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Food allergies and kids

By Elizabeth Hall, MS, RDN, LDN • Aug 21, 2019 at 4:30 PM

August is Kids Eat Right Month, and an important part of health is serving safe foods to your kids, especially if food allergies are of concern. About one in 13 children, or roughly two students in every classroom, has a food allergy. It is important to be mindful of food allergies when preparing snacks for school events and extracurricular activities or if your child likes to share food!

The top eight food allergens are milk, eggs, soy, wheat, tree nuts, peanuts, fish and shellfish. When a person with an allergy consumes the allergen, it causes a dangerous anaphylactic response that can even be fatal depending on the severity. 

The body recognizes the food as harmful, triggering the immune system to start fighting the allergen by releasing a body chemical called histamine that causes issues with the child’s respiratory response, gastrointestinal health and cardiovascular system. Symptoms often include wheezing, trouble breathing, vomiting, hives, swelling and sometimes lightheadedness or fainting. 

This type of reaction to an allergen is different than a food intolerance. Typically, an intolerance does not involve the immune system and can cause unpleasant symptoms, often gastrointestinal in nature, but is not life threatening.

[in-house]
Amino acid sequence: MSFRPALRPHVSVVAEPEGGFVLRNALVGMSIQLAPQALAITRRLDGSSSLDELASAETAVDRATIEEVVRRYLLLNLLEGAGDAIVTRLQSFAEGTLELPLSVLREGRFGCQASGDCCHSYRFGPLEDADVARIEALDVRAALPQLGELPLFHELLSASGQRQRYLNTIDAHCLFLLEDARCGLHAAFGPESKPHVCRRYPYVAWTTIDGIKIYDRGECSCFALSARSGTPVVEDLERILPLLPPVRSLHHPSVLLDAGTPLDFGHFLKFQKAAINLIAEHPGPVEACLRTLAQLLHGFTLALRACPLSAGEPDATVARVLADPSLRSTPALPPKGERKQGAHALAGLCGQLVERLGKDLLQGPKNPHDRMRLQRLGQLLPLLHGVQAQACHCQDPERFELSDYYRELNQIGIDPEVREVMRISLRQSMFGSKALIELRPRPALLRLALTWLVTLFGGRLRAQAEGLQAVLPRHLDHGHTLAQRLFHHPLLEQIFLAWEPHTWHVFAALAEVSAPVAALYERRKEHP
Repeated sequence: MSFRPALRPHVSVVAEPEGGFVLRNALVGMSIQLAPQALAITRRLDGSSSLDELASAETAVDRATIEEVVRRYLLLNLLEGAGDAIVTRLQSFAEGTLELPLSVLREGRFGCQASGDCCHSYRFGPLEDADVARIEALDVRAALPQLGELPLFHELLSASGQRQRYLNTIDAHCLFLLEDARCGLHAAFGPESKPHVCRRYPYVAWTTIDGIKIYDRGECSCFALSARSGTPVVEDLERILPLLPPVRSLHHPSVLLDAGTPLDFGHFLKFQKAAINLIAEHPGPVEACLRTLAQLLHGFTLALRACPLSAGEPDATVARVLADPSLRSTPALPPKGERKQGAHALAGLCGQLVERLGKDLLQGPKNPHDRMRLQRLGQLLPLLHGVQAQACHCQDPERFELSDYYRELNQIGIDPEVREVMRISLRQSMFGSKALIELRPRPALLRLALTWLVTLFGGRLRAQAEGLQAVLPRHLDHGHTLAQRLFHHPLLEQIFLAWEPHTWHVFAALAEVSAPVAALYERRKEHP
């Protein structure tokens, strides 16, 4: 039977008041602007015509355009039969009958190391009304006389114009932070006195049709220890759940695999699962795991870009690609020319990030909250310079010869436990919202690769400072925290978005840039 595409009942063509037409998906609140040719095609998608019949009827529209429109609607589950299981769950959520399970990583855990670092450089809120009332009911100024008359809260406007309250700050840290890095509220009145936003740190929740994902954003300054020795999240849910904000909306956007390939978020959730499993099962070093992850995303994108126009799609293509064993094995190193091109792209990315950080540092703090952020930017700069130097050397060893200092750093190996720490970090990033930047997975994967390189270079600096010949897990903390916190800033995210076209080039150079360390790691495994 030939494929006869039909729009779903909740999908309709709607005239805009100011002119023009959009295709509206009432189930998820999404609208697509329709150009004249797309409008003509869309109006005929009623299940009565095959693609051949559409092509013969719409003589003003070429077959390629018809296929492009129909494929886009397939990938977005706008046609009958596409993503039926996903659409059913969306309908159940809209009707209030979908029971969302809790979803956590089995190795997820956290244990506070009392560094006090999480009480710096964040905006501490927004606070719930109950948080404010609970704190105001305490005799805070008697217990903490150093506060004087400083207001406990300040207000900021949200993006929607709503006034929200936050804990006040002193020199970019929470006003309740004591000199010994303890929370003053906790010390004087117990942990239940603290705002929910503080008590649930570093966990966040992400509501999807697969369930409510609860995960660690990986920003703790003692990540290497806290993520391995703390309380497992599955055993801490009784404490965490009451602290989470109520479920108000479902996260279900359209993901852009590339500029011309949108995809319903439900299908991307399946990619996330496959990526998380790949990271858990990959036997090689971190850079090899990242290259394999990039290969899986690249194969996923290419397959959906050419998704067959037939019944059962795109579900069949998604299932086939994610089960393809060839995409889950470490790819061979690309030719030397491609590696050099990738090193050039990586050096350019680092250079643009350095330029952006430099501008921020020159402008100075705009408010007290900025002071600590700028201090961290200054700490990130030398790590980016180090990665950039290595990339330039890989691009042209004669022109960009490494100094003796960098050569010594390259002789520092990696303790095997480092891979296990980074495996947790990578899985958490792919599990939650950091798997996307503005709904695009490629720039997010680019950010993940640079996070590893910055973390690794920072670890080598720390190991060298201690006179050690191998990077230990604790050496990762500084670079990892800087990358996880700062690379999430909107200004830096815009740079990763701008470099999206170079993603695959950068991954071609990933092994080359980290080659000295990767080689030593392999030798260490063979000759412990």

Many kids with food allergies will outgrow them eventually, but until then, it is important to read food labels to make sure that there are no potential ingredients with the allergen in the product. Many parents make the choice to avoid the allergen in the entire household. This is often the case in schools as well, which typically do not allow common allergens like peanuts or tree nuts to be packed in student lunches.

While peanut butter is a great go-to snack for kids, to be on the safe side, avoid packing it in your kid’s lunch if they may be around a child with an allergy. A great alternative is sun butter! This tasty spread made from sunflower seeds has 7 grams of protein and more vitamins and minerals than its nut counterparts. At Food City, it’s typically right next to the peanut butter on the store shelf.

For more information and recipes, visit https://sunbutter.com.

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